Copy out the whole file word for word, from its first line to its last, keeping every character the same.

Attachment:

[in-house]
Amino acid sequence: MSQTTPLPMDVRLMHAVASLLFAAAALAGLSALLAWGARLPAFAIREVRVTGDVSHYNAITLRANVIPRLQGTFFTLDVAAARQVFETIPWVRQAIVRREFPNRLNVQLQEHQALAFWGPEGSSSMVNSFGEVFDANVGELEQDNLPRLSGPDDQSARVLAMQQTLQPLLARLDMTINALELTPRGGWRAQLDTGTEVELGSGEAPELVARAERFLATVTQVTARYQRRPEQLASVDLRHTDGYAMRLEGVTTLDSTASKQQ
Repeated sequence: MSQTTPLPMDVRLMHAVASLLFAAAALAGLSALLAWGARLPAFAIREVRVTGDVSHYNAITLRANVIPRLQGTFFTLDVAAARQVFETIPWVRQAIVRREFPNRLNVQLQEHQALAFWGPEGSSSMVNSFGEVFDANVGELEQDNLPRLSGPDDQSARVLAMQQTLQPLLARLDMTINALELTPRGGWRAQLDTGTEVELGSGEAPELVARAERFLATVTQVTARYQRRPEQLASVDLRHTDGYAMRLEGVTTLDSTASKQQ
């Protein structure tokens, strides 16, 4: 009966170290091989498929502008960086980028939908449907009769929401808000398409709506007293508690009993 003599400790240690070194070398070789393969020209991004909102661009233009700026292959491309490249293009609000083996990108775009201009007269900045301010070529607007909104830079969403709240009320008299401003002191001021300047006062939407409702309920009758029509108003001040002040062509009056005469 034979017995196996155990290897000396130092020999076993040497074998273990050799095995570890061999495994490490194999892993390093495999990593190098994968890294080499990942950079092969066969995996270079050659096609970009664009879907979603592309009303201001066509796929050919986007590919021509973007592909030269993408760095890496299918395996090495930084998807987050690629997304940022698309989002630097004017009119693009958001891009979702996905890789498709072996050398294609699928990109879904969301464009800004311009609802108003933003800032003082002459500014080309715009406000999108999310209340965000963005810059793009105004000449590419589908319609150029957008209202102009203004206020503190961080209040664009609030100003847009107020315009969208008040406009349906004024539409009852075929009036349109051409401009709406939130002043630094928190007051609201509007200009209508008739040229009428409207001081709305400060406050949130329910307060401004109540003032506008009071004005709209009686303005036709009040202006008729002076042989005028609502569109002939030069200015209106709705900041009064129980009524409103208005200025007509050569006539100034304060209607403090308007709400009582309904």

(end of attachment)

[in-house]
Amino acid sequence: MSQTTPLPMDVRLMHAVASLLFAAAALAGLSALLAWGARLPAFAIREVRVTGDVSHYNAITLRANVIPRLQGTFFTLDVAAARQVFETIPWVRQAIVRREFPNRLNVQLQEHQALAFWGPEGSSSMVNSFGEVFDANVGELEQDNLPRLSGPDDQSARVLAMQQTLQPLLARLDMTINALELTPRGGWRAQLDTGTEVELGSGEAPELVARAERFLATVTQVTARYQRRPEQLASVDLRHTDGYAMRLEGVTTLDSTASKQQ
Repeated sequence: MSQTTPLPMDVRLMHAVASLLFAAAALAGLSALLAWGARLPAFAIREVRVTGDVSHYNAITLRANVIPRLQGTFFTLDVAAARQVFETIPWVRQAIVRREFPNRLNVQLQEHQALAFWGPEGSSSMVNSFGEVFDANVGELEQDNLPRLSGPDDQSARVLAMQQTLQPLLARLDMTINALELTPRGGWRAQLDTGTEVELGSGEAPELVARAERFLATVTQVTARYQRRPEQLASVDLRHTDGYAMRLEGVTTLDSTASKQQ
């Protein structure tokens, strides 16, 4: 009966170290091989498929502008960086980028939908449907009769929401808000398409709506007293508690009993 003599400790240690070194070398070789393969020209991004909102661009233009700026292959491309490249293009609000083996990108775009201009007269900045301010070529607007909104830079969403709240009320008299401003002191001021300047006062939407409702309920009758029509108003001040002040062509009056005469 034979017995196996155990290897000396130092020999076993040497074998273990050799095995570890061999495994490490194999892993390093495999990593190098994968890294080499990942950079092969066969995996270079050659096609970009664009879907979603592309009303201001066509796929050919986007590919021509973007592909030269993408760095890496299918395996090495930084998807987050690629997304940022698309989002630097004017009119693009958001891009979702996905890789498709072996050398294609699928990109879904969301464009800004311009609802108003933003800032003082002459500014080309715009406000999108999310209340965000963005810059793009105004000449590419589908319609150029957008209202102009203004206020503190961080209040664009609030100003847009107020315009969208008040406009349906004024539409009852075929009036349109051409401009709406939130002043630094928190007051609201509007200009209508008739040229009428409207001081709305400060406050949130329910307060401004109540003032506008009071004005709209009686303005036709009040202006008729002076042989005028609502569109002939030069200015209106709705900041009064129980009524409103208005200025007509050569006539100034304060209607403090308007709400009582309904």